At the January county organizational meeting Caroga Supervisor Scott Horton said although Engel had done a good job advocating for some veterans there were some supervisors who were concerned that Engel was not always consistent in the speed with which he would help all of the veterans that came to his office.

Engel on Wednesday said he thinks that’s an unfair criticism.

“When you have no secretary for four months, you have to establish priorities of who’s going to get helped first,” he said. “I had a gentleman walk into my office and tell me he just got diagnosed at the VA Hospital in Albany with stage 4 blood cancer, and he has a couple of weeks to live, and he’s there with his wife because he wants to get the paperwork filled out so she can be taken care of once he’s gone. That happened in June of last year, and by August he was gone, but by the time he passed away she got 100% of his benefits, they were passed on to her. So, yeah, you have to be realistic about what you’re doing, and priorities do change, and should from time to time, because of things of that nature.”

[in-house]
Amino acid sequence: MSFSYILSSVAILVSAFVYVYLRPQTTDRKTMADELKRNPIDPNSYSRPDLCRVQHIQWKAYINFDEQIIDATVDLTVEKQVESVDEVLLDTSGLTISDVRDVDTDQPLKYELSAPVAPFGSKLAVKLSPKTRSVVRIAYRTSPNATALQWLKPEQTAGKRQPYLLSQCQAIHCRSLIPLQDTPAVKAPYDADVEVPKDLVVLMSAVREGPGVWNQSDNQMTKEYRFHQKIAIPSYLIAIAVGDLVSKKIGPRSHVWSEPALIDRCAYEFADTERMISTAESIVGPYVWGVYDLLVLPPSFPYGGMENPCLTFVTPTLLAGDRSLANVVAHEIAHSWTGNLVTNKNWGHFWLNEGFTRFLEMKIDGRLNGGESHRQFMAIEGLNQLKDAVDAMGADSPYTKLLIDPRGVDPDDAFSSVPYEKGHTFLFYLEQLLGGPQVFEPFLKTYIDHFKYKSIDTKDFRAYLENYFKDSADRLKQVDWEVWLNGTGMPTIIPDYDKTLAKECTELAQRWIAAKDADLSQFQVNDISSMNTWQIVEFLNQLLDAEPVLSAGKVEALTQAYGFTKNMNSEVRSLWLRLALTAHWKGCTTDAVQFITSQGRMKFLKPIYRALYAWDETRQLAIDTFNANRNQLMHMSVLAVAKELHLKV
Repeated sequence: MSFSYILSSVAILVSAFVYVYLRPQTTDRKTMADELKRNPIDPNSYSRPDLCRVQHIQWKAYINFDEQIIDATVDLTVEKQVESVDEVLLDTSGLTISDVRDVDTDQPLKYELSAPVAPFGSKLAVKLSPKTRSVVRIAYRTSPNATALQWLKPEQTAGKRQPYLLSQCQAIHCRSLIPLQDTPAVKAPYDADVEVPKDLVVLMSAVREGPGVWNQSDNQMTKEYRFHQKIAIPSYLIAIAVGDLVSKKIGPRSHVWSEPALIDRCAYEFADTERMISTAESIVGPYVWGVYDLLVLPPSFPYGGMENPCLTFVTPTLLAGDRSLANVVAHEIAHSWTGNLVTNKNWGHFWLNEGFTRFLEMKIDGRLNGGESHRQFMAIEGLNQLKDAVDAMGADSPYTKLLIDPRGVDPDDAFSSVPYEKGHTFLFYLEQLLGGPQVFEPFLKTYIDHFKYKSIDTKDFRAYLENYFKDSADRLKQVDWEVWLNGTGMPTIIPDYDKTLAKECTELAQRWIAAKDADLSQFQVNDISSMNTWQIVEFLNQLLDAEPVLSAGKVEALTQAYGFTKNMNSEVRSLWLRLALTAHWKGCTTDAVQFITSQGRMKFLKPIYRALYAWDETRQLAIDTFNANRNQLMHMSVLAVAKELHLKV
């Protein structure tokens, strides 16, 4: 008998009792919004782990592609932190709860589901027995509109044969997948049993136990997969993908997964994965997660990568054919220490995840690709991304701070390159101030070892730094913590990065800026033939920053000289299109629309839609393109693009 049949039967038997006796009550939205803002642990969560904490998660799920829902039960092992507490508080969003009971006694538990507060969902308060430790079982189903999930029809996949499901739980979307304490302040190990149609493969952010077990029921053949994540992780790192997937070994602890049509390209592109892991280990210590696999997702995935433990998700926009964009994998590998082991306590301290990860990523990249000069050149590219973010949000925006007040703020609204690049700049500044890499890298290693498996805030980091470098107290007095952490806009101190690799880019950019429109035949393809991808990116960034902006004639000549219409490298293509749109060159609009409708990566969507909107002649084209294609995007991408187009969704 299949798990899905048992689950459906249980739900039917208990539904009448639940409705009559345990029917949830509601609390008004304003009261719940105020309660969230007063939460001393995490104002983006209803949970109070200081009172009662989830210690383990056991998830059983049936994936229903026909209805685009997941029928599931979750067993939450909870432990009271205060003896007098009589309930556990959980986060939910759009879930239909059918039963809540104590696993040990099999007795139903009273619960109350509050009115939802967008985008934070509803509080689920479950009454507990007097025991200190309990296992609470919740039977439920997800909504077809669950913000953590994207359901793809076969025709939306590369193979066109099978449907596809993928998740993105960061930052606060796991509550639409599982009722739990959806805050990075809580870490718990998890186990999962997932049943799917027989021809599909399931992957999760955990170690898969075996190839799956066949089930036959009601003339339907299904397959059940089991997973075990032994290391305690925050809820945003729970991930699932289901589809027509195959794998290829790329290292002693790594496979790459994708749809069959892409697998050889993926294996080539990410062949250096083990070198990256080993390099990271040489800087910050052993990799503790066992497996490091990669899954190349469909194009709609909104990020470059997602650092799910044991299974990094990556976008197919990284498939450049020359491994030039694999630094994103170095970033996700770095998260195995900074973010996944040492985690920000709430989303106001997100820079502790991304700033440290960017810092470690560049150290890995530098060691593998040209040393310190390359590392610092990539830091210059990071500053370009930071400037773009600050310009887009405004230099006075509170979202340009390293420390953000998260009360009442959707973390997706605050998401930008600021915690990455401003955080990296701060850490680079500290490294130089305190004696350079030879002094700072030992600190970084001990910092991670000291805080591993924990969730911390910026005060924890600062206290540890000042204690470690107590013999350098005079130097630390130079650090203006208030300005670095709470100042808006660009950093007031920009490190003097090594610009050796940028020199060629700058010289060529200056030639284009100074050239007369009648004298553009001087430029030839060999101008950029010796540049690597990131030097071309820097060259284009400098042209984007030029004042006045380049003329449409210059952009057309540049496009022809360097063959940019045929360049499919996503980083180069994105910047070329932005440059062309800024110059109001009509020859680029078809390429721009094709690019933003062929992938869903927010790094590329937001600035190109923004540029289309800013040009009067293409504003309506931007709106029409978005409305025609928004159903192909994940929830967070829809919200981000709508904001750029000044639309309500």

Engel said he believes moving the Veteran’s Service Agency is a good idea.

“I’ll be honest the office space was something that was long overdue, and they didn’t even give me a warning that I was going to be let go, so there’s a lot of shenanigans that goes on with the county government,” Engel said. “How they’re going to cut-up the space now, I don’t know, because I’m not there, and I have no input. I had asked for different office space, but for me, it’s too little too late.”

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Stead anticipates the Veterans Service Agency will be relocated to Route 29 site, at the earliest, in the beginning of May. He said Fulton County is still soliciting applicants to fill the director of Veterans Service Agency job, which pays between $46,807 to $53,447, but can only be filled by a military veteran who lives in Fulton County, preferably one with a ‘demonstrated experience in government and/or familiarity with veterans’ programs,’ according to the job advertisement.

“We have advertising out,” Stead said, indicating the Board of Supervisors intends to hire another full-time director. “We expect resumes by the deadline over the next week or so, and we’ll do a review of those and start setting up interviews.”

By Jason Subik